Also on the banks of the Mekong, bordering Thailand is Vientiane, the capital of Laos. This is the country's largest city and by Lao standards, it's most cosmopolitan. That is not to say that it isn't home to Lao tradition. In fact, one of the most iconic sites in Laos is right here. The large, gold covered stupa sits in the city center and its architecture reflects Laotian culture and identity.
The former temple, Wat Prakeo, once home to the Emerald Buddha, now in Bangkok, Thailand, is now a museum full of prime examples of Laotian religious art: hundreds of Buddha statues, steles, wood carvings and much more. The museum is set in attractive landscape gardens.
Also popular in Vientiane is Talat Sao Morning Market. Despite the name, the market is open from 7 am until around 4 pm, selling everything from fruit and vegetables to silk and jewelry, arts and crafts, musical instruments, electrical goods etc; a good place to seek out souvenirs. It also contains a number of restaurants.
Savannakhet, often unofficially abbreviated to Savan, in the west of Laos, facing Thailand across the Mekong, is the second largest city in Laos, after Vientiane. The pleasant city and the surrounding province are noted for two things.
First is dinosaurs! Budding or experienced paleontologists will delight in the surrounding area, which contains five important fossil sites. The best known is the 110 million-year-old, Tang Vay. Among many other fossils found here have been a sauropod, a psittacosaurus and a theropod. If you know what these are, and I don't, you will surely be fascinated by the place. There is a small dinosaur museum in Savan city where the exhibits are labeled in Lao and French only.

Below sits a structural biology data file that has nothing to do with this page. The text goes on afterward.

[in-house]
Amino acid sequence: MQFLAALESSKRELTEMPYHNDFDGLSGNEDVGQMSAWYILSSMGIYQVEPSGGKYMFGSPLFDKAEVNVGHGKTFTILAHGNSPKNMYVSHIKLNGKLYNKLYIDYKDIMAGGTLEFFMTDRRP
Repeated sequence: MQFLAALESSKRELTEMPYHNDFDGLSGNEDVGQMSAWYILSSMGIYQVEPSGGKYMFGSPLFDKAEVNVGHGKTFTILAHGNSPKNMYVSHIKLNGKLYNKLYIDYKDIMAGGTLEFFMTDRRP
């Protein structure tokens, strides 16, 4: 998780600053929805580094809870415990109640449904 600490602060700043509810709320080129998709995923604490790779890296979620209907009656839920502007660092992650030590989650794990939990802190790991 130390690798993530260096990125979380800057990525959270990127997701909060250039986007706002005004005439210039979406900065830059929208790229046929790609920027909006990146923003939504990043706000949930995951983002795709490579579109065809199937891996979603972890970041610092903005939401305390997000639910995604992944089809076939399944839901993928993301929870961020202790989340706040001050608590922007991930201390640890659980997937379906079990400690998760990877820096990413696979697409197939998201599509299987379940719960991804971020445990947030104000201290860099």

Secondly, the city is noted for its multicultural nature with influences from Thailand, Vietnam, China and France. Here you can find Lao, Chinese, Thai and Vietnamese temples as well as a Catholic cathedral and a mosque.
In 2007, a Thai–Lao Friendship Bridge opened across the river, connecting the city to Thailand. The 1,600 meter- / 5,250 feet-long bridge is an important transport link as well as being an important symbolic link.
Pakse is the capital city of Champasak province in the far south-east of Laos, bordering Cambodia to the south and Thailand to the east. Near to the city and bordering Cambodia is Si Phan Don, which means "4000 Islands". This archipelago sits in the Mekong and consists of several islands, some of which disappear underwater when the river is in full flow. Off the island of Don Khon (not to be confused with Don Khong) is one of the very few places you may be lucky enough to catch a glimpse of highly endangered Irrawaddy dolphins.
The largest island in the group is Don Khong or Khong Island. This island is 18 kilometers / 11 miles long (north-south), and 8 kilometers / 5.0 miles at its widest point. It is a great place to relax or explore. The island has very good infrastructure compared to many rural parts of Laos, something many people attribute to a former president of Laos deciding to retire there!
Also, near Pakse are the ruins of Wat Phu or Phou. This Khmer temple dates from the 11th to 13th centuries and like so many across south-east Asia was originally a Hindu temple, dedicated to Shiva, before becoming a Buddhist shrine. The un-restored, but conserved ruins are a fascinating glimpse into a lost culture.
Whenever I visit Laos, one of my favourite countries, I am struck not only by its rich culture, magnificent scenery and wonderful food but, most of all, by the friendliness and positivity of the people, who despite their often troubled history retain that serenity you find in so many places in this part of the world.
Whatever you do, don't forget your camera and plenty of memory cards. You are guaranteed to take more photographs than you planned on!